- Update the methodology for calculating prevailing wage standards. Another way to calculate the minimum wages of H-2A laborers is to base their pay off of the prevailing wage. The current method of calculating the prevailing wage, which has not been updated since 1981, requires in-person interviews of employers. Under the new rule, the DOL would eliminate the in-person requirement and allow states to collect data using more modern methods.
- Incorporate guidance letters regarding animal shearing, commercial beekeeping, custom combining, and reforestation occupations into formal rules. When asked for an interpretation of its rules and policies, a federal agency may issue a guidance letter to the person seeking an interpretation. These guidance letters are not necessarily binding, and have no general application beyond the person seeking the interpretation. By incorporating the guidance into a formal rule, the interpretation holds the force of law. The DOL identified these occupations as unique relative to other agricultural occupations, and created a special set of procedures to obtain H-2A laborers to work these types of jobs.
- Expand the definition of “agriculture” to include reforestation and pine straw activities. Currently, reforestation and pine straw occupations are only available for H-2B applications, which are for non-agricultural occupations. Under the new rule, these activities would be eligible for the agricultural based visa.
- Reduce the time an employer must allow a domestic worker to apply for a job to 30 days. Currently, the DOL requires a farmer to hire all eligible, willing, and qualified U.S. workers who make themselves available to work until the half way point in the H2-A contract period. This means that if a farmer has H-2A laborers working under a six-month contract, then the farmer must hire any eligible, willing, and qualified domestic worker during the first three months of the contract. Under the new rule, the farmer would only have to leave such opportunity open to domestic workers for 30 days.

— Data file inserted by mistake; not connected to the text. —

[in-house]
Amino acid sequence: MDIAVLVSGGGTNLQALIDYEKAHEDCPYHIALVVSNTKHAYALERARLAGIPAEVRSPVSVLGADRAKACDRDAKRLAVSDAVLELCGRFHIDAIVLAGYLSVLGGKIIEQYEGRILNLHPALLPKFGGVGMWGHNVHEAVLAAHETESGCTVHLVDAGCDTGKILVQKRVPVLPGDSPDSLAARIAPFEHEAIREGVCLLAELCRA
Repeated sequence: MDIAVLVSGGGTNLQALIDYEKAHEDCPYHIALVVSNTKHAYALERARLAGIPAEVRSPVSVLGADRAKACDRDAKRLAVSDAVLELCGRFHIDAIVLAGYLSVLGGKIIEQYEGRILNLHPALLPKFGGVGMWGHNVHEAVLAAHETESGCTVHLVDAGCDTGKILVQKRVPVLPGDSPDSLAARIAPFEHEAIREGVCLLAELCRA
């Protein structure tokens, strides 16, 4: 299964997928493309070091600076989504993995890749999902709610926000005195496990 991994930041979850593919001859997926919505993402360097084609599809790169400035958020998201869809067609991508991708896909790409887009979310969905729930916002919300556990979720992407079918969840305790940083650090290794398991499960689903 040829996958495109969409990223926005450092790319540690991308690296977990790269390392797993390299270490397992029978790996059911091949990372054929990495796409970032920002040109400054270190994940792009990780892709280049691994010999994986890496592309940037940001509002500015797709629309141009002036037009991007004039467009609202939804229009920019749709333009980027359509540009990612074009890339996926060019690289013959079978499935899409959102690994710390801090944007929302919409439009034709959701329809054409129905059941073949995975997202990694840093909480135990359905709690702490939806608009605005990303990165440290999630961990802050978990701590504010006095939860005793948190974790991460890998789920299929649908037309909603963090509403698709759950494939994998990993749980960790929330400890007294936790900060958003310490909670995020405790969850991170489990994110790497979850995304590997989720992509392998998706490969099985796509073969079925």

- Allow an employer to stagger the entry of H-2A labor. Sometimes a farmer does not need all of the H-2A labor to arrive at once, but rather needs some to start on one date and then others to start on a different date. Currently, this would require the farmer to submit an application for each date on which the farmer needs H-2A labor. Under the new rule, the farmer would be able to submit one application but stagger the start dates of his or her workers over the course of 120 days. This 120-day clock begins on the day the first H-2A workers enter the U.S.
For more information about the proposed changes, visit the proposed rule’s entry on the Federal Register HERE.
The public may submit comments until September 24, 2019.
As part of the public rulemaking process, the DOL is seeking public input on the proposed rule changes. Members of the public may submit written comments to the DOL until Tuesday, September 24, 2019.
You may submit a comment online (visit https://www.regulations.gov/) or by mail (send to Adele Gagliardi, Administrator, Office of Policy Development and Research, Employment and Training Administration, U.S. Department of Labor, 200 Constitution Avenue NW, Room N-5641, Washington, DC 20210). When mailing comments, be sure to include the rule’s Regulatory Information Number (RIN): 1205-AB89.